In a bout marred by injuries, Jimmy Lange (27-3-2), former star of The Contender, and Fontaine Cabell (21-6-2) came away with a draw in their WBC Continental Americas Light Middleweight title bout in Fairfax, Virginia. For Lange, it is a misstep on his quest to become a title contender. For Cabell, loser of his previous three bouts, the fight is a call for respect.
“I hope you guys will look at me after this performance and have a little more respect if you didn’t already before,” said Cabell. “I fought my heart out.”
Lange came into the bout with Angelo Dundee, Buddy McGirt, and Tommy Gallagher in his corner. He was coming off a 10th-round knockout of Thomas Wilt. Coincidentally, Cabell’s last win was a majority decision over Wilt.
Both fighters started the bout tentatively with Lange occasionally firing his jab with minimal success and Cabell throwing power shots with no success.
Round two would set the tone for the rest of the fight. Both fighters came out throwing bombs and fighting inside. In the melee of those exchanges, both fighters injured their right hands. When exactly that happened remains unclear, even to Lange.
“Maybe we hit each other’s hands,” he joked.
Also in the second round, an accidental Cabell headbutt during an entanglement opened a cut on the left side of Lange’s head. By the middle of the round, a stream of blood ran down the side of his face. Fortunately for Lange, cutman Jimmy Glenn was able to close the wound.
“As far as I am concerned, Jimmy Glenn is magic,” said Lange. “I wasn’t even sure if it was a cut. I saw some blood, but that’s boxing. That’s nothing.”
From then on, the bout was often a tale of two jabs. Lange landed his jab with ease throughout good portions of the fight, keeping Cabell at bay and off balance. However, he was never able to follow through with his right, and it allowed Cabell to come back with solitary shots of his own. Rounds six through eight belonged to Cabell, who despite the lack of combinations, was able to land two clean left hooks in round six, a rare right in the seventh, and a plethora of jabs in the eighth.
Lange responded in the tenth, landing a vicious right that sent Cabell into the corner and regularly landing his jab throughout the bout. He managed to keep Cabell at bay for most of the 11th, but Cabell was able to break through midway through the round and land a flurry of punches.
Both fighters stuck and moved early in the 12th round, before Lange began to continuously charge. He would swarm in and land body shots until Cabell would break away. However, Cabell was able to sidestep one of Lange’s rushes and counter with an overhand right. The bout ended with Lange pressing forward.
“That 12th round, [Lange] came out like a true warrior,” said Cabell. “I think if I had worked harder, I probably would have gotten decision but Jimmy Lange worked hard that last round with the crowd behind him.”
Exactly who won every other round except the 12th is debatable. Judge Greg Coleman scored the bout 117-111 in favor of Lange, Judge Phil Kornberg called it 116-112 for Cabell, and Judge Vaughn LaPrade tallied it 114-114.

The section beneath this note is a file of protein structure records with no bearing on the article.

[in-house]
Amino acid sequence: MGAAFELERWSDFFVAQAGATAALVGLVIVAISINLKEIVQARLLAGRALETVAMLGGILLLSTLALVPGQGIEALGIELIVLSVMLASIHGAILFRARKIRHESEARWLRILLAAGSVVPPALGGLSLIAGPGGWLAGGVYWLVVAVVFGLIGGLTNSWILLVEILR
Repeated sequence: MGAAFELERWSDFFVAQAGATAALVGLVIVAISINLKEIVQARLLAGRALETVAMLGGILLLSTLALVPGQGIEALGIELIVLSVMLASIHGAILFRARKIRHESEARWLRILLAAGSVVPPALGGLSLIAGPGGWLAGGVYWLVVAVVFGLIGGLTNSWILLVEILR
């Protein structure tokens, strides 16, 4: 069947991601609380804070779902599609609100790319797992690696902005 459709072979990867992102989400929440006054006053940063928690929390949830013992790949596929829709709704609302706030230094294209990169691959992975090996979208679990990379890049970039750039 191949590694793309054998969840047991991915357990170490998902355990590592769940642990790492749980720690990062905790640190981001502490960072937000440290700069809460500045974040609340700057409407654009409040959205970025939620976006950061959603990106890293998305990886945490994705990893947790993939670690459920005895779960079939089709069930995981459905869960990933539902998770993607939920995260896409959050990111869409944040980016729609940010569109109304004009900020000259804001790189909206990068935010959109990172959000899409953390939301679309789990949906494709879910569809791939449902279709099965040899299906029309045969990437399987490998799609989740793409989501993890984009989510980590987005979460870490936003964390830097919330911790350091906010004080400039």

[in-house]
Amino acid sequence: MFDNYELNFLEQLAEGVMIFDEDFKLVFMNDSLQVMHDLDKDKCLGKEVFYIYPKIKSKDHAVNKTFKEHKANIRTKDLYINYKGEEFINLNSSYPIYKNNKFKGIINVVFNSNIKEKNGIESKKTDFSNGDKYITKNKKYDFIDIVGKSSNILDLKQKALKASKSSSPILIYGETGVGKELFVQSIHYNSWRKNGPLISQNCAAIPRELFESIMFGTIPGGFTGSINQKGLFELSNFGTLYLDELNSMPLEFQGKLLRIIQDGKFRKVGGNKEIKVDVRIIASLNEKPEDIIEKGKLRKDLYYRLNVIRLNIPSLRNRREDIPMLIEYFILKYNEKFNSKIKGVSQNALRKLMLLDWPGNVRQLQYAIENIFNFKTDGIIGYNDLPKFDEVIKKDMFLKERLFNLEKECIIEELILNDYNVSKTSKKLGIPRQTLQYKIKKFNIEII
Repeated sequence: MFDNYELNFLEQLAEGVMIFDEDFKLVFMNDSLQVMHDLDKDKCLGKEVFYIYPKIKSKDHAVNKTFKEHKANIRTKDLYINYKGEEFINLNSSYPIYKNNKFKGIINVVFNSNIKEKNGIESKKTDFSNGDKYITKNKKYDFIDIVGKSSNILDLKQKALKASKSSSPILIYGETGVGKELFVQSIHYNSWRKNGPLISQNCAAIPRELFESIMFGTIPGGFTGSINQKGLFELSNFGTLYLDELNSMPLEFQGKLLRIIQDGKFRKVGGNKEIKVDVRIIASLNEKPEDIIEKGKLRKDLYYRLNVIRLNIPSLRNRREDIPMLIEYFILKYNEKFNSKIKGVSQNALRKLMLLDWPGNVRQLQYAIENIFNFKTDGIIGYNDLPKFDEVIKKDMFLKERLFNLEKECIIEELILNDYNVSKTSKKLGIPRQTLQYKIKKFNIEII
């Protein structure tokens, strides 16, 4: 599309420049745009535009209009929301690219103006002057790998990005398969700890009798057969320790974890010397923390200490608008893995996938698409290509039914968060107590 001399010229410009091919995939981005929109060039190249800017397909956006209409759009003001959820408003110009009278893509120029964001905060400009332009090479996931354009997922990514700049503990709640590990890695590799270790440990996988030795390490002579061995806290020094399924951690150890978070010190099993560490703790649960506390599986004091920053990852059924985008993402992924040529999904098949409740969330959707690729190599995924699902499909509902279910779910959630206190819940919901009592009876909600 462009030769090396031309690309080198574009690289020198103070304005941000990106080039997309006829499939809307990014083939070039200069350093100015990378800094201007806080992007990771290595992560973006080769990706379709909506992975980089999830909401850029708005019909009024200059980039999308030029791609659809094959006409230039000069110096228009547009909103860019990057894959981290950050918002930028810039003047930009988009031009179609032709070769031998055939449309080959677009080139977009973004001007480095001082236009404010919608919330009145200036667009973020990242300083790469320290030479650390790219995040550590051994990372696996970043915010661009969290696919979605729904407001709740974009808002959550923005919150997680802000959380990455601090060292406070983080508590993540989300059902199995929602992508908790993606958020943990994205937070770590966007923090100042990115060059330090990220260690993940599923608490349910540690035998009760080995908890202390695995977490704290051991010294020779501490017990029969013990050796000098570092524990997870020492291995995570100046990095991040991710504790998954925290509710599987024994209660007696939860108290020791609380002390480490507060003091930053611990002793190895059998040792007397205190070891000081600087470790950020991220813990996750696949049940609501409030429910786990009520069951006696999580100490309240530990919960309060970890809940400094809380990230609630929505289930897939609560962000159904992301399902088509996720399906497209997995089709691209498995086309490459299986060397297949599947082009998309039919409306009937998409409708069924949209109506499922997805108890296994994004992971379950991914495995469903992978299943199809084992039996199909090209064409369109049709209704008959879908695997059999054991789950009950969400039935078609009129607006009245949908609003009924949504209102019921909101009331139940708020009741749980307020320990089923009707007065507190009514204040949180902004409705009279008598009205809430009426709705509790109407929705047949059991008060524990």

“We’re all human. To err is human,” said Dundee. “There were a couple of human people out there last night. What are you going to do? This is boxing.”
Both fighters say they are very open to a rematch.
“It was a hell of a fight,” said Lange. “I’d love to do it again.”
On the undercard, former WBO Cruiserweight champion Boone Pultz (25-1) won a unanimous decision over Alonzo Cutchin (7-15). Pultz had reentered the ring as a heavyweight at the age of 47 after an 11-year absence. The fight featured a great deal of clinching as Pultz would find himself entangled with Cutchin every time he would fight inside. The muddling and hugging was so bad in the second round that each fighter bull-rushed the other to the canvas. However, of the landed punches, Pultz threw an overwhelming majority of them. The final scorecards read 59-55, 60-54, and 60-54, all in favor of Pultz. It was no shock to anyone, including Pultz, that his return was a bit sluggish.
“I’m at least six months away from being in great shape,” said Pultz. “But it’s a process. It takes time. If you wait to get in shape, it may never happen. But you can fight your way to shape.”
Pultz said he had only spent about three weeks in the gym before facing Cutchin. He plans to return to the ring in late January of next year.
In the co-main event, light welterweight Dean White (14-5-1) bested Dorin Spivey (34-5) by unanimous decision in a brutal rematch. The two first faced each other in 1998, with Spivey scoring a seventh-round stoppage. In the meantime, White took a five year layoff from boxing before returning to the ring in 2005. Their rematch featured plenty of brawling flurries of punches for eight straight rounds, but White, a southpaw, consistently landed straight shots throughout the fight. The intensity of the bout earned both fighters a standing ovation when the final bell sounded. In the end, the judges all scored the bout 77-75 in favor of White.
Also on the card, junior welterweight Andrew Farmer (4-1) suffered the first blemish of his career, losing a majority decision to Ken Humphrey (3-2). Farmer easily won the first two rounds, but his fortunes changed when Humphrey decked him in the third.
Junior welterweight Jaime Palma (10-10) scored a split decision victory over Reggie Sanders (12-37-4) and light heavyweight Reggie LeCrete improved his record to 2-0 with a decision over William Bailey (5-12-2).